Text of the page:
“There’s an image of these artists being inspired brutes or idiots. They were not. They were enormously educated and spoke beautifully. They were actually intellectuals – the best of them, that is.”
At the top of the tree was de Kooning. “He was the most esteemed artist at that time,” Sandler says, “because he was such a great painter. Verbally, too, he was brilliant. However, alcohol was the occupational disease of that generation, and he was not a good drunk. Neither was Pollock.”
In the early Fifties, Pollock was living in a farmhouse on Long Island, but he visited the city once a week to see his psychoanalyst. “Then he would get drunk and show up at the Cedar Street Tavern to do a kind of Pollock act,” Sandler recalls.
What did this “act” involve? “Breaking stuff,” he replies. “Like pulling off the door of the men’s room. And he’d pick fights with people who really wouldn’t hurt him, like Kline. Generally, it didn’t amount to much – it was just sparring, a glorified kind of kidding. There was never any great animosity. But it was a very macho scene.”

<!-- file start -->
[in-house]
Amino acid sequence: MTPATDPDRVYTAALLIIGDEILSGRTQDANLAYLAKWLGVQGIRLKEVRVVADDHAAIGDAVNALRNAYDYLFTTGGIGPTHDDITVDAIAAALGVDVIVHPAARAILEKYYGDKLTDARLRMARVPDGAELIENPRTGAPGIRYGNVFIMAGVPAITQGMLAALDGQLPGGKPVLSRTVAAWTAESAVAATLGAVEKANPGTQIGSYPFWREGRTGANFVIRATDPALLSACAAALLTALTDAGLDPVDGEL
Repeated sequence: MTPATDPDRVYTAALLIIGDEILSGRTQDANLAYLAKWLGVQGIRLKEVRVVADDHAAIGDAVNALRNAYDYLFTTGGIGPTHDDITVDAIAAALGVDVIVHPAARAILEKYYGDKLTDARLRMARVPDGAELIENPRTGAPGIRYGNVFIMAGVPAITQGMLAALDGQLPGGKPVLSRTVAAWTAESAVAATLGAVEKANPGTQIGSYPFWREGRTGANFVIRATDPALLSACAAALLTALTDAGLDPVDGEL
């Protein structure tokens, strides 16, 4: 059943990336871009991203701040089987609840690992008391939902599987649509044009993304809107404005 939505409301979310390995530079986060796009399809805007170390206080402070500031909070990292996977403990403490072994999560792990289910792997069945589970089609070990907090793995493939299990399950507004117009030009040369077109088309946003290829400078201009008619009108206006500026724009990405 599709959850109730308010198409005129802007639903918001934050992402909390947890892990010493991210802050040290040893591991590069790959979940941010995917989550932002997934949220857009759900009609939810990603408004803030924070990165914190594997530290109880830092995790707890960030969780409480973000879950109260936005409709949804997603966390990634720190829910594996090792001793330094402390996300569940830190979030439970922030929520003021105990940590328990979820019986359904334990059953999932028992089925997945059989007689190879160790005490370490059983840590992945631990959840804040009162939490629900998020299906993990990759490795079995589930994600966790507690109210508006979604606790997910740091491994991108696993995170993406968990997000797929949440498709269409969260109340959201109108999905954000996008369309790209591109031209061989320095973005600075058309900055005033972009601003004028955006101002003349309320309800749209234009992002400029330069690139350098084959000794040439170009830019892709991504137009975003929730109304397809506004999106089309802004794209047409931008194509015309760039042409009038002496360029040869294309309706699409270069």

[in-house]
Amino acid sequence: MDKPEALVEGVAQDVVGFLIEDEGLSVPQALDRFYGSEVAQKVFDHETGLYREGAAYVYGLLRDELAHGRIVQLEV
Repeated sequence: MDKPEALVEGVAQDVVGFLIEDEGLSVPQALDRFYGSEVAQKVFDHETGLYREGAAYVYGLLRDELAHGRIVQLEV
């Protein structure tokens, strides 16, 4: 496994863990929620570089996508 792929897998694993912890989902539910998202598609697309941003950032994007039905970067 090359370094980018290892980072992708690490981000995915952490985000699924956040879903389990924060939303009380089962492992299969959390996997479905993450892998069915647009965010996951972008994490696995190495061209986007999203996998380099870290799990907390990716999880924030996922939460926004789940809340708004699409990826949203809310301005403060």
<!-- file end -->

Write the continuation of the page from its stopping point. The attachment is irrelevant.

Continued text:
Female artists associated with the movement, such as Elaine de Kooning (who had married Willem in 1943) and Joan Mitchell, were not shielded from this culture of strutting machismo. “You told a woman she painted as well as a man,” Sandler says, “and that was a compliment. Women had to be tough. You didn’t mess with them.”
‘Pollock would pick fights –and once pulled the door off the men’s room’
When Sandler first visited the Cedar Street Tavern, there was still a “friendly rivalry” between Willem de Kooning and Pollock, whose monumental Blue Poles (1952) has come to the RA from Australia.
“Pollock called de Kooning a ‘French’ painter, de Kooning called Pollock an ‘American’ painter – but those words had edges to them at the time,” Sandler says. “Pollock was respected as one of the great innovators, but he never had the following that de Kooning had.”
Why not? “Well, Pollock was more notorious, but he didn’t offer younger artists ways to paint the way de Kooning did. If you tried to drip paint like Pollock, you ended up with a second-rate Pollock. But if you made a bad de Kooning, you still painted a great painting, because he carried with him the great tradition of Western painting that Pollock turned against.” Pollock’s notoriety was cemented soon after when, in the summer of 1956, he crashed his Oldsmobile convertible while drunk, and died.